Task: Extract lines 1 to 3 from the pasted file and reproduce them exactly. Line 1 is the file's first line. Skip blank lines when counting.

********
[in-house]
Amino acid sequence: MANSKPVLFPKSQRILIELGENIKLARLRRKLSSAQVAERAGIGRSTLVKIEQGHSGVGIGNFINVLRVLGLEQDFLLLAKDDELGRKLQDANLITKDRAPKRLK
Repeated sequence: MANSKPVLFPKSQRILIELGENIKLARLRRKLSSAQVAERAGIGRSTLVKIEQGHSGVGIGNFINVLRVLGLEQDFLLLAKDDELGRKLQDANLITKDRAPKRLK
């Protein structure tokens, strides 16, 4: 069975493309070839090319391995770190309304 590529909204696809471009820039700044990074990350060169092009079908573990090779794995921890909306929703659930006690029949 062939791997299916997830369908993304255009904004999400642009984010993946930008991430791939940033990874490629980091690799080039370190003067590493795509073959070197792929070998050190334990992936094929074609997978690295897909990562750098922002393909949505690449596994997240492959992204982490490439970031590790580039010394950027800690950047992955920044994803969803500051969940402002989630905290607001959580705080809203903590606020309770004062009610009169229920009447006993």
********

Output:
[in-house]
Amino acid sequence: MANSKPVLFPKSQRILIELGENIKLARLRRKLSSAQVAERAGIGRSTLVKIEQGHSGVGIGNFINVLRVLGLEQDFLLLAKDDELGRKLQDANLITKDRAPKRLK
Repeated sequence: MANSKPVLFPKSQRILIELGENIKLARLRRKLSSAQVAERAGIGRSTLVKIEQGHSGVGIGNFINVLRVLGLEQDFLLLAKDDELGRKLQDANLITKDRAPKRLK